Thursday, May 2, 2013

Behar-Bechukosai - The Strange Lesson of Rabbi Yehuda HaNasi

In Parshas Behar we read (Leviticus 25:17):
ולא תונו איש את עמיתו ויראת מאלקיך כי אני ה' אלקיכם:
“And you shall not hurt the feelings of one another, but you shall fear your God, for I am HaShem your God.” 
This is the prohibition of onaas devarim - hurting the feelings of another Jew. Torah law prohibits us from causing suffering to our fellow Jews, even just hurting their feelings through insensitive speech.

The midrash (Yalkut Shimoni here, Vayikra Raba 33:1) tells us of an interesting object lesson that the great sage, Rabbi Yehuda HaNasi, used to bring this lesson home to his students:
רבי עשה סעודה לתלמידיו, הביא לפניהם לשונות רכין ולשונות קשין. התחילו בוררין את הרכין ומניחין את הקשין. א"ל, בני, כך יהא לשונכם רך אלו עם אלו!
Rabbi [Yehuda HaNasi] made a feast for his students, in which he brought before them [cooked dishes of] soft tongues and hard tongues. The students began to choose the soft tongues and setting aside the hard tongues. He said to them, "My sons! So should your tongues be soft with each other!"
It's a cute lesson. In fact, it almost seems too cute. The students of Rabbi Yehuda HaNasi were not children. They were all respected scholars in their own right, who were perfectly capable of understanding such a simple concept without using such a dramatic presentation. Why did Rabbi Yehuda HaNasi choose to make his point in such a manner?

The Chofetz Chaim
Perhaps we can understand this by reference to a public letter written by the Chofetz Chaim, R' Yisrael Meir Kagan (d.1933) in which he bemoans the existence of public strife between rabbis and Torah scholars. In the course of the letter he talks about the common tendency, especially with regard to religious disputes, for each side to justify their own behavior and to place the entire blame for the dispute on the other side. However, the Chofetz Chaim writes, this a basic error, for even if, in principle, they are indeed correct in their position, it is virtually impossible for a person to engage in such strife without falling into the trap of improper behavior and, even worse, bringing about a grave chillul Hashem (desecration of the honor of God)

In this context, the Chofetz Chaim discusses the tragic deaths of the 24,000 students of Rabbi Akiva, for whom we continue to mourn until this day, and he writes:
ואיתא בגמ׳ שעונם היה על שלא נהגו כבוד זה לזה. ועתה נתבונן נא, דהלא רק אונאת דברים הוא׳ והוא רק לאו בעלמא ואין חייב על זה מיתה בידי שמים, ולמה מתו? אלא שעי״ז נסבב הילול ה׳ גדול בעולם שתלמידי חכמים רבים זה עם זה ומבזים התורה ומצותיה לעין כל.
ועל זה אני אומר, מורי ורבותי, למה לא נירא מארזי הלבנון, קדושי עליון, שבודאי היה לכל אחד תירוץ בפני עצמו שאין בו אשם, ועיקר האשם על חבירו ולא עליו, ואפילו הכי אנו רואין שתורתן וקדושתן לא הגינו עליהן ושלטה מדת הדין בכולן.
The Talmud states that their sin was that they did not show proper respect for each other. Now, let us consider this. Their sin was only onaas devarim, which is an ordinary prohibition that does not bear the penalty of death by Heavenly decree. So why did they die [for this sin]? Because, when Torah scholars fight with each other it brings about a great chilul Hashem in the world, bringing public disgrace upon the Torah and its mitzvos.
And on this I say, my teachers and rabbis, how can we not be afraid [to engage in strife] when these (i.e. the students of Rabbi Akiva) Cedars of Lebanon, exalted holy men, each of whom certainly could provide a good explanation to justify their actions, and to place the blame entirely on their fellow and not on themselves, and even so, their Torah and their holiness did not protect them, and the attribute of justice was dominant over all of them.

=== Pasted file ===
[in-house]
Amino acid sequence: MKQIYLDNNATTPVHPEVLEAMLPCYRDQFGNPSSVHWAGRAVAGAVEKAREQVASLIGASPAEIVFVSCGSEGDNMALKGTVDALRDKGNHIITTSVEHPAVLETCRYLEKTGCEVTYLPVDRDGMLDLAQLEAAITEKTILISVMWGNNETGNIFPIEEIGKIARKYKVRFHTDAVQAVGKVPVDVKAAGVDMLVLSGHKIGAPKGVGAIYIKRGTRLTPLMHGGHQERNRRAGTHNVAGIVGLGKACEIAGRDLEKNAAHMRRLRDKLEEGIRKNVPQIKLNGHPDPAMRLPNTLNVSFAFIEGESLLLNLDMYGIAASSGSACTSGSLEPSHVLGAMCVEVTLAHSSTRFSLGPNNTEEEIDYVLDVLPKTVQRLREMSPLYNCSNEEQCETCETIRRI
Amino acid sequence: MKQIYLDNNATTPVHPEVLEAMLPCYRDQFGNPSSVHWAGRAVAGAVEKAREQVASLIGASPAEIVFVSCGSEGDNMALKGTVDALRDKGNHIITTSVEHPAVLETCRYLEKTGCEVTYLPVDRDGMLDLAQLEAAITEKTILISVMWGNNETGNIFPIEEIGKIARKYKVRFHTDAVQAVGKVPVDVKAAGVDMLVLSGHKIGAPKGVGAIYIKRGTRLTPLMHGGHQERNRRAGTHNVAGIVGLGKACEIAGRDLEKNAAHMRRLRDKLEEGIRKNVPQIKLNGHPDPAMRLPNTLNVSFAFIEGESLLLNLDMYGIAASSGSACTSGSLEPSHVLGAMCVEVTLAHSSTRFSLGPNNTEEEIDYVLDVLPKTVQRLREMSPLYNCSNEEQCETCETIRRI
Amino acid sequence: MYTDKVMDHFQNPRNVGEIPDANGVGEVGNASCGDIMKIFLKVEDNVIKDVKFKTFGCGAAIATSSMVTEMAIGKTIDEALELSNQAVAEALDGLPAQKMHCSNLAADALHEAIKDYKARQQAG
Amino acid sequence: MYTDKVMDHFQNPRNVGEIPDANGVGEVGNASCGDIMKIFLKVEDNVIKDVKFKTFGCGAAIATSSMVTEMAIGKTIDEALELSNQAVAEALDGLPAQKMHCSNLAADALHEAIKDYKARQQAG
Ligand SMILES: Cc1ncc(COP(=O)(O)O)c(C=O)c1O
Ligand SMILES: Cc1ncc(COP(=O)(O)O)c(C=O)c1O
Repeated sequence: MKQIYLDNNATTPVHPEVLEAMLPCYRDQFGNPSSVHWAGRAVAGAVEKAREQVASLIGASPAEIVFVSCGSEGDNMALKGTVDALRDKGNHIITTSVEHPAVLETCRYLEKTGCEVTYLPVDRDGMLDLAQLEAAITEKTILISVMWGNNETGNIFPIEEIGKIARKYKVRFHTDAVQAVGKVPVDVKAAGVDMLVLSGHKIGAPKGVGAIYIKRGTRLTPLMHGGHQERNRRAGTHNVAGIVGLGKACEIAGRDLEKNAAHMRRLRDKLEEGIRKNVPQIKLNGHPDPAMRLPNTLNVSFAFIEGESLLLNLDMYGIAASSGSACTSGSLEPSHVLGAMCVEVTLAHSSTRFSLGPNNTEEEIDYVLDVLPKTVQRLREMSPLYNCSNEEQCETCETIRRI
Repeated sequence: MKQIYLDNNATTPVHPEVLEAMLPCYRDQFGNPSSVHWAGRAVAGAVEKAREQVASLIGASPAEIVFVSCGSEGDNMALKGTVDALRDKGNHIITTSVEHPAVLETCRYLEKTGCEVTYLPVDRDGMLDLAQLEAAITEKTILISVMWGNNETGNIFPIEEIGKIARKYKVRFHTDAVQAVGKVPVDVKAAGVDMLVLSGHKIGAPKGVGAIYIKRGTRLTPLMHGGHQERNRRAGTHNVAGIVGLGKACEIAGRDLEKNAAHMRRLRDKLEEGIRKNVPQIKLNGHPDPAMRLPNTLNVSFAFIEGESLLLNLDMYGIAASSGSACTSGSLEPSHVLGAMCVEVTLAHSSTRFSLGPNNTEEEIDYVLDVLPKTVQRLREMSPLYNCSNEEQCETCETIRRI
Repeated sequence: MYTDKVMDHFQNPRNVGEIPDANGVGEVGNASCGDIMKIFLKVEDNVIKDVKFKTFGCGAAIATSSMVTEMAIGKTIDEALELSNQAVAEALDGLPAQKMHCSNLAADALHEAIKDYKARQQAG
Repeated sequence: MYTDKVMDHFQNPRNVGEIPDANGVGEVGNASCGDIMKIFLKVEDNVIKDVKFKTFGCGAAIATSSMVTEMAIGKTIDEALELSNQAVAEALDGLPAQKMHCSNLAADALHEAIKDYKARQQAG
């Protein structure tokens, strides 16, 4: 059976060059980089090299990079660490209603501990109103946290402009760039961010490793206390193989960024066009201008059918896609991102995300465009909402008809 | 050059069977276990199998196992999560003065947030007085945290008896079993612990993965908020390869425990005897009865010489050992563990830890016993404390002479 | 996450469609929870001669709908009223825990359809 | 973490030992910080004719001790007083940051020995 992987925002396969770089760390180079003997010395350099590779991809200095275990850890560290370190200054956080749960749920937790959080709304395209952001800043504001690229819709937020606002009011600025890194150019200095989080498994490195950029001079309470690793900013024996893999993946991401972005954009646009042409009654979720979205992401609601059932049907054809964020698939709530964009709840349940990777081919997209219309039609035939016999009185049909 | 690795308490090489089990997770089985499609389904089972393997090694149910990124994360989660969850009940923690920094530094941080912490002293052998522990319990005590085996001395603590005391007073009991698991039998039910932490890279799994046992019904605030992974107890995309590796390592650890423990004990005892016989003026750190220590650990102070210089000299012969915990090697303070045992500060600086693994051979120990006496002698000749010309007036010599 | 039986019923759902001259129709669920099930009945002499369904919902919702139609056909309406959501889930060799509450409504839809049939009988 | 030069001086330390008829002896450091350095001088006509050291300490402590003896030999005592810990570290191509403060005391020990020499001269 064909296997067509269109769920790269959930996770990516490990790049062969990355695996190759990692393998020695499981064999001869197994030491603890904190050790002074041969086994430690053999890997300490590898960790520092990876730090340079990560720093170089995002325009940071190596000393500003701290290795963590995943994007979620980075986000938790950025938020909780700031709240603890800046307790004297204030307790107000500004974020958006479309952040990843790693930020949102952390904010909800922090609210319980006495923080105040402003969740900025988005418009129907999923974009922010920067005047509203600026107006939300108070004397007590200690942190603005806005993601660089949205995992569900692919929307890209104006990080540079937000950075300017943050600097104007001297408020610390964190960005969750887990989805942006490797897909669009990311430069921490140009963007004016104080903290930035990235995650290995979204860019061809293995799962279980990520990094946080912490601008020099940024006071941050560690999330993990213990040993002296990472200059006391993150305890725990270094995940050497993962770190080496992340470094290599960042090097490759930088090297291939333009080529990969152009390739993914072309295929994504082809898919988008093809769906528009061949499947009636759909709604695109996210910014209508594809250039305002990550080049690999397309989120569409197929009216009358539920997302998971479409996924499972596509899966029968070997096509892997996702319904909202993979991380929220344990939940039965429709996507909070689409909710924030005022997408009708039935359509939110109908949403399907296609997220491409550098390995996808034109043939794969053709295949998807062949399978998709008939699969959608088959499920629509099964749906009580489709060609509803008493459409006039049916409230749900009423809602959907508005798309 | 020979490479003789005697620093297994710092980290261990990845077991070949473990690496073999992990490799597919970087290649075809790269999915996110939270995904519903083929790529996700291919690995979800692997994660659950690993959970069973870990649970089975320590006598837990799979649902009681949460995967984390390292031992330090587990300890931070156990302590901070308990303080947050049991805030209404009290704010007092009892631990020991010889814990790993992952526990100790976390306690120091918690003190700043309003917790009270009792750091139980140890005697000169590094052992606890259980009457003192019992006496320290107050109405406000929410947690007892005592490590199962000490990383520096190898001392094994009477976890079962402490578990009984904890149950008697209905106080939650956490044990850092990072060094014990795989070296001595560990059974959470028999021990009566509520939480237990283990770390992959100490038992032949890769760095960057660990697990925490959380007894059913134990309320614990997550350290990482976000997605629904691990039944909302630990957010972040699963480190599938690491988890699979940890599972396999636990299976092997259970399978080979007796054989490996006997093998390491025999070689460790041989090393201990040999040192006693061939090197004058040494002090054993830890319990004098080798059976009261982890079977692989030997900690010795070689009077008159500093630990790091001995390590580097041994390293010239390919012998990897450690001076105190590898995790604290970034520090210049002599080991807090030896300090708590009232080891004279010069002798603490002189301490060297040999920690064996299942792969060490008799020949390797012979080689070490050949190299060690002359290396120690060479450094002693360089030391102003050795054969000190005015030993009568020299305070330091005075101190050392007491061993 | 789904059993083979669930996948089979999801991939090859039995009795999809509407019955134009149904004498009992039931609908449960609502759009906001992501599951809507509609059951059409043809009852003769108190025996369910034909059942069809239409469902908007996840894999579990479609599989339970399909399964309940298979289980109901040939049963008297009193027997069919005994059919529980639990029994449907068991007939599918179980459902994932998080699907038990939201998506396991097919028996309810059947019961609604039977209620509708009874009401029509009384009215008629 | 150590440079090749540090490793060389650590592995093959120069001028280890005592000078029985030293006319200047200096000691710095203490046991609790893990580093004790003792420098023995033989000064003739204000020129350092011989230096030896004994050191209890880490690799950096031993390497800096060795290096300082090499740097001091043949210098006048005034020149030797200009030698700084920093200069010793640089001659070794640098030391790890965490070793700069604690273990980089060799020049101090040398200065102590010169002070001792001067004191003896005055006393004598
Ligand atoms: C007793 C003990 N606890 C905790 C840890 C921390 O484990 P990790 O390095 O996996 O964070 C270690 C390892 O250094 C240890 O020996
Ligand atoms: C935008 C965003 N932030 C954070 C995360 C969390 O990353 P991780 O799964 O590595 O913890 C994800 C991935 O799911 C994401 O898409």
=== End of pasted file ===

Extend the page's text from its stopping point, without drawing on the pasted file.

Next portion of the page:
The Chofetz Chaim is pointing out that as severe as the sin of onaas devarim is, there is an even greater obligation upon Torah scholars to avoid such behavior with each other, for such behavior causes the honor of God and His Torah to be diminished in the eyes of the world.

This was the reason for the unusual object lesson of Rabbi Yehuda HaNasi. Rabbi Yehuda HaNasi was the student of the later students of Rabbi Akiva. In fact, the Talmud (Kiddushin 72b) states that he was born on the day of Rabbi Akiva's death. For the generation after Rabbi Akiva, this lesson was far from a an obvious and simple lesson. They had seen, with their own eyes, how the entire world of Torah had been laid desolate  through the deaths of these great scholars. They fully understood how easy it could be to fall into the trap of strife and discord with their fellow rabbis.

They, in turn, conveyed this message to their students; one of the most prominent of whom was Rabbi Yehuda HaNasi. Thus, for Rabbi Yehuda HaNasi, this lesson was literally a matter of life and death, both for his students and for the survival of the Jewish people, for the Jewish people can only survive with the Torah. When it comes to these most basic lessons, we use every technique available to us to continually reinforce and internalize them, so that they become part of our very nature and being.

This story of Rabbi Yehuda HaNasi teaches us two profoundly important lessons. On the simplest level, it teaches us of the importance of speaking gently to our fellows, especially for Torah scholars. However, it also teaches us that, when it comes to learning the most basic lessons of Torah and mussar (character development), there is no such thing as a "silly" lesson. Any technique that will help us reinforce these lessons, in ourselves and in our children and students, is valid and legitimate, even if it involves making strange analogies from food.

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